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Buttermilk Articles

Chanterelle Mushroom Butter Recipe

Dec 18, 2017

Chanterelle Mushroom Butter Recipe


Fancy gift thats a lot easier than it looks.

A “compound butter” is basically when you soften butter to room temperature, mix in some flavors, often a fresh herb, and chill it back to harden, allowing the fats in the butter to absorb those flavors like a sponge. If you look up recipes for them, you’ll usually see someone rolling the butter mixture into a log shape between parchment paper, that always looked kinda hard to pull off for some reason, so I thought to use the musubi press that was collecting dust in my kitchen after the great musubi rush of 2015. I think a well cooked chanterelle is probably my favorite mushroom flavor, truly the “rib eye steak” of ‘shrooms for me. What a great way to preserve the very expensive and very perishable chanterelle for a couple weeks in the fridge. I really like the presentation of putting a slice of the butter on a hot dish and watching it melt. Serve it on grilled corn, cut off the cob in a bowl, make insane scrambled eggs with it, obviously on some good toast, finish a burger with it, or on a roasted a sweet potato with some chives. If you let it sit overnight in the fridge, the flavors will get 10 times better than just waiting an hour.



Musubi Press

Saute pan


1 stick of unsalted butter (4oz or ½ cup) Softened

½ large shallot finely diced

1 large garlic clove, minced

1 oz chanterelle mushroom (by weight)

¼ tsp kosher salt

Pinch of cayenne pepper


  1. The morning you plan on making this, pull your butter out of the refrigerator to soften. If you’re cool or european, skip this step, as your butter was already on the counter next to those eggs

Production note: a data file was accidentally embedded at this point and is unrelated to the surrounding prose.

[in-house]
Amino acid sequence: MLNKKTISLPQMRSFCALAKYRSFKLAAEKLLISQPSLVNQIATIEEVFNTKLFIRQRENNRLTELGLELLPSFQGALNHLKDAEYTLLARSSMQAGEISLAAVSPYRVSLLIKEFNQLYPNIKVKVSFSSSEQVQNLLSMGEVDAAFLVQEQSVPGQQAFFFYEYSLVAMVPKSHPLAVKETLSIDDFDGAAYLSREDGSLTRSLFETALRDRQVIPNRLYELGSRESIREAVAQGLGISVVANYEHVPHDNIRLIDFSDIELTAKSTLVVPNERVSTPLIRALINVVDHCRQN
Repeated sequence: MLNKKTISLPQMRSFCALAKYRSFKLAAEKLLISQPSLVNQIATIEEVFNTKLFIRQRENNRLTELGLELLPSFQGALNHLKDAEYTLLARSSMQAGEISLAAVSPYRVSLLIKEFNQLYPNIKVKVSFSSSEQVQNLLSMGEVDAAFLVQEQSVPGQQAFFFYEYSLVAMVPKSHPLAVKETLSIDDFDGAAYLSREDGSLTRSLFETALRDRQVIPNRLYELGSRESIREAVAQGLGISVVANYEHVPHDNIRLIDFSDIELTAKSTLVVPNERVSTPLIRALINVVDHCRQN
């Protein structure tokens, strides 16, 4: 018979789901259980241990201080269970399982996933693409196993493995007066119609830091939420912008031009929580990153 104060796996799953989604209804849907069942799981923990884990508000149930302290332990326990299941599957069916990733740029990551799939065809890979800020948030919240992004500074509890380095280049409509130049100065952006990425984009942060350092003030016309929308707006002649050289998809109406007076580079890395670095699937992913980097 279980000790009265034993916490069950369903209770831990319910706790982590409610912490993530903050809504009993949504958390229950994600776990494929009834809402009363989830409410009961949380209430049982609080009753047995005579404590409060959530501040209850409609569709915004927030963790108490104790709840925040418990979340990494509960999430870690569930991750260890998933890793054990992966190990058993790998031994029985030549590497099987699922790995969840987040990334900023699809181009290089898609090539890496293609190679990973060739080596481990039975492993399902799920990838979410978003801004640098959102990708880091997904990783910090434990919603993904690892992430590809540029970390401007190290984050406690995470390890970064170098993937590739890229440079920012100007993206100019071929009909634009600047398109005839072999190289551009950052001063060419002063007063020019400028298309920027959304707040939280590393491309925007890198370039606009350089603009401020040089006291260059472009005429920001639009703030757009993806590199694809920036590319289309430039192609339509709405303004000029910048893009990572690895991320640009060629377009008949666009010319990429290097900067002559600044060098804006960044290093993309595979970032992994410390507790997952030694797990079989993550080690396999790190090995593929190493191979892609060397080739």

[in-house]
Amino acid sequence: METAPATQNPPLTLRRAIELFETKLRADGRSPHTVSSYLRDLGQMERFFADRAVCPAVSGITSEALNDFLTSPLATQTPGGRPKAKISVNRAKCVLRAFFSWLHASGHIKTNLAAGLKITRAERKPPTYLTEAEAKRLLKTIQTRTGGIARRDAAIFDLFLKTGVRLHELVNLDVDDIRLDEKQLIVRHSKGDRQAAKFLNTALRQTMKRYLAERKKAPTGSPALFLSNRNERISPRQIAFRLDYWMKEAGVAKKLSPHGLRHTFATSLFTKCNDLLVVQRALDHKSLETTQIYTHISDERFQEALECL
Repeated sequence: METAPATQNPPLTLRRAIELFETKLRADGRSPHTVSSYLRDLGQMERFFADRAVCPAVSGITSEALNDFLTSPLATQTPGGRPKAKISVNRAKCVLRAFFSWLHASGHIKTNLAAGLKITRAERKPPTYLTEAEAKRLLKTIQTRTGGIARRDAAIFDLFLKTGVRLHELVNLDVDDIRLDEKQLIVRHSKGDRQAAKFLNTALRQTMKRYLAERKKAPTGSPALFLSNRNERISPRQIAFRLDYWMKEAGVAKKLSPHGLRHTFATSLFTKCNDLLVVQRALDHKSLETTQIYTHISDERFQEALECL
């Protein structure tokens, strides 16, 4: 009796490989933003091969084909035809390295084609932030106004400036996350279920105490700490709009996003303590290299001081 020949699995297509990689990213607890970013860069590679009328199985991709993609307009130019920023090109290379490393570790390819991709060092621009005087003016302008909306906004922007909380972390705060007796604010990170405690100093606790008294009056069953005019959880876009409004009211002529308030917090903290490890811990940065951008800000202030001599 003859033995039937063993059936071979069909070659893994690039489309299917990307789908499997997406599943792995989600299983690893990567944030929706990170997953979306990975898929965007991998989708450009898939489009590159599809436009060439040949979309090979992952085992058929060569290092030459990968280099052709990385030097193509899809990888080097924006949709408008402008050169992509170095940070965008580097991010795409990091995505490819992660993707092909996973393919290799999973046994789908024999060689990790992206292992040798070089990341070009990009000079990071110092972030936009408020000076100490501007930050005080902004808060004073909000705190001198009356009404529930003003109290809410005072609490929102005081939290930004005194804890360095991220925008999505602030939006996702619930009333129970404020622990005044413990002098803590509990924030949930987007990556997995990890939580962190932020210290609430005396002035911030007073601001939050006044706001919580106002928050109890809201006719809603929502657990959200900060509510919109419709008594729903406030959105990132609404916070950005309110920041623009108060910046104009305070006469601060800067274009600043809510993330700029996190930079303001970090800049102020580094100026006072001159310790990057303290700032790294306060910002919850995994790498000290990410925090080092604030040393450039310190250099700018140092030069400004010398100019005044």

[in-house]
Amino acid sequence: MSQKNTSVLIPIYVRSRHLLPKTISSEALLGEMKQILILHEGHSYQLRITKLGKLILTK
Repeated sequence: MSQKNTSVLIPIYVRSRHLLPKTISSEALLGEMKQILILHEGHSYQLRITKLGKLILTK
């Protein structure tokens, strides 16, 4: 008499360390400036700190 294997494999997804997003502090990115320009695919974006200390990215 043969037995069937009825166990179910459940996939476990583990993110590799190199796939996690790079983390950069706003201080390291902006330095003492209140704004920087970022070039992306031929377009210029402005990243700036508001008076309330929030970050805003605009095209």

2. Finely dice the shallot, mince the garlic, and dice the mushroom, not too too small though as you’ll want some luxurious chunks
  3. Heat a saute pan or skillet to medium heat, cut off 1 tbsp of butter from the stick, and sautee the shallot and garlic for about a minute, make sure its not going too fast and hot, if you burn the garlic, the mushroom flavor will become quickly overpowered
  4. Now add the mushrooms, cayenne, and salt. Cook down for 5 minutes or so, keep everything moving and stirred pretty often, lower the heat if you see the shallots and garlic getting too dark
  5. When everything looks good and cooked up, immediately add the mushroom mixture to a medium bowl with your butter. Stir everything up thoroughly, the heat from the mushrooms with help soften the butter more and make it easier to mix, without melting it too far and turning it liquid
  6. Carefully spoon the butter mixture into a musubi press, perhaps on a sheet or parchment paper for storing later, and let cool and harden for a couple hours minimum, overnight is optimal for flavor though
  7. The most fun part about this is slowly and carefully pressing the butter brick out of the press, enjoy that moment for me